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Vic mental health inquiry wraps hearings

Amelia Morris and countless other mentally ill Victorians are waiting to see how the state's royal commission will fix a broken system.

Public hearings for the inquiry into mental health care in Victoria wrap up on Friday, following four weeks of evidence about desperately ill people asking for help only to find it doesn't exist.

Ms Morris – who has anxiety, depression and attention deficit hyperactivity disorder – says she was brushed off as a "dramatic teenage girl" after trying to take her life at age 16.

"When I took that really, really difficult step, that really heartbreaking step of trying to ask for help, there was really nothing there for me," the now 21-year-old told Victoria's mental health royal commission this month.

"I was kind of greeted with silence in return."

The commission's final public hearing on Friday follows evidence from more than 90 witnesses including farmers, refugees, politicians and health professionals about stigma, suicide prevention and barriers to getting help.

Despite the challenges raised, commission chair Penny Armytage said there was a sense of hope about mental health reform in Victoria.

"It is truly a testament to human kindness, resilience and commitment, that individuals have taken it upon themselves that if they help one person through this process, that's a win," she said.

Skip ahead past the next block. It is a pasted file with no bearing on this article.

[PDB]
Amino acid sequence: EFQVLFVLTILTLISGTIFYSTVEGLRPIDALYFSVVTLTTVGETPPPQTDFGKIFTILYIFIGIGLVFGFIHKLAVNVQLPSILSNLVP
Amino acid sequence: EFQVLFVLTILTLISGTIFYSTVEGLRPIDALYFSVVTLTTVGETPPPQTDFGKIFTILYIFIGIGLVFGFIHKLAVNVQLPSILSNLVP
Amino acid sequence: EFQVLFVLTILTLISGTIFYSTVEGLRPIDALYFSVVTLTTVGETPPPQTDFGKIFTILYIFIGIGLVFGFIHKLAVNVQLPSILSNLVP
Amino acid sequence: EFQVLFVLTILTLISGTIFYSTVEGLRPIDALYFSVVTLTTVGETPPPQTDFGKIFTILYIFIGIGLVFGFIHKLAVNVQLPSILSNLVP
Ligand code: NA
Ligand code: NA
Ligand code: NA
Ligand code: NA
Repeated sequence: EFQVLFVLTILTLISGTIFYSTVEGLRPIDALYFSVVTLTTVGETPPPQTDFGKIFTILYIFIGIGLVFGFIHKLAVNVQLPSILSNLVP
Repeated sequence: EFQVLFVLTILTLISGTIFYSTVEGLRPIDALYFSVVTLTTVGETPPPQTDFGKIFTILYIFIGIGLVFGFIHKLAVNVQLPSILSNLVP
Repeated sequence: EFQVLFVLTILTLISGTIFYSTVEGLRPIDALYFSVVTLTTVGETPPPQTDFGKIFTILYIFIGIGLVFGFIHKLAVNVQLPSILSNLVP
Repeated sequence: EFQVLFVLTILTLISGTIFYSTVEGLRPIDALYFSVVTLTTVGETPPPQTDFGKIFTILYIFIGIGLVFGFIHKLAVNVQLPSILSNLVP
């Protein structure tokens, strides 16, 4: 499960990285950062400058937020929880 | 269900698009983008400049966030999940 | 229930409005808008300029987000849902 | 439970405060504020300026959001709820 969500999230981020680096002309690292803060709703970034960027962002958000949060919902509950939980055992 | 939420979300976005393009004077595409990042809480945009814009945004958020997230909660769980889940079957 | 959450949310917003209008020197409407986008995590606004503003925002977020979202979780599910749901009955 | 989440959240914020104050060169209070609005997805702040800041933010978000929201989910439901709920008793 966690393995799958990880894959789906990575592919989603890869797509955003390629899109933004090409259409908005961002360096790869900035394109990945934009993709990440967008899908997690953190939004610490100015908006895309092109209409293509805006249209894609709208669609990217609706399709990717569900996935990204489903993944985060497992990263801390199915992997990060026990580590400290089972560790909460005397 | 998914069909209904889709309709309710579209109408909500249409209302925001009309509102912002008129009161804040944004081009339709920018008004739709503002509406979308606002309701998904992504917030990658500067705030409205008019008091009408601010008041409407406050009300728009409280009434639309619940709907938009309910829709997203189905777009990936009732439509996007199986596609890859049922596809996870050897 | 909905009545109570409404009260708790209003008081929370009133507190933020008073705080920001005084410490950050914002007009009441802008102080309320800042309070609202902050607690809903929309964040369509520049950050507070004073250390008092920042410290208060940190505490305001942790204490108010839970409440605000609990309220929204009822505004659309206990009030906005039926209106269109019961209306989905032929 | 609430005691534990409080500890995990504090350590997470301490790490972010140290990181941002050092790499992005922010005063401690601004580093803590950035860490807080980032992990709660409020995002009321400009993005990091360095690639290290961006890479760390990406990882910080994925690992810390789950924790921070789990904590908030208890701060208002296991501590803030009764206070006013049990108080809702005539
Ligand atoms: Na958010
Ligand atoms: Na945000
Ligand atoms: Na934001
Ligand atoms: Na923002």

"There is a certain weight to the responsibility before us, but neither I or my fellow commissioners shy away from that challenge – we know what is at stake and we will work hard to generate genuine change."

The Andrews Labor government has committed to implementing all the inquiry's recommendations when it hands down its findings in October 2020.

An interim report is due by November 30 this year.

Former Victorian health minister Robert Knowles says $1 billion is needed to bring the "appalling" system up to scratch.

He adds the focus must be on community-based services, rather than just creating more hospital beds, and on children under the age of 12.

"That's where 50 per cent of mental health issues first emerge," Knowles told AAP this week.

Ms Morris, who eventually found treatment which helps, is among those demanding change so others don't have to go through what she did.

"When you take that very difficult step of asking for help and there is just nothing there, it makes you feel very hopeless and like you're really never going to get better."

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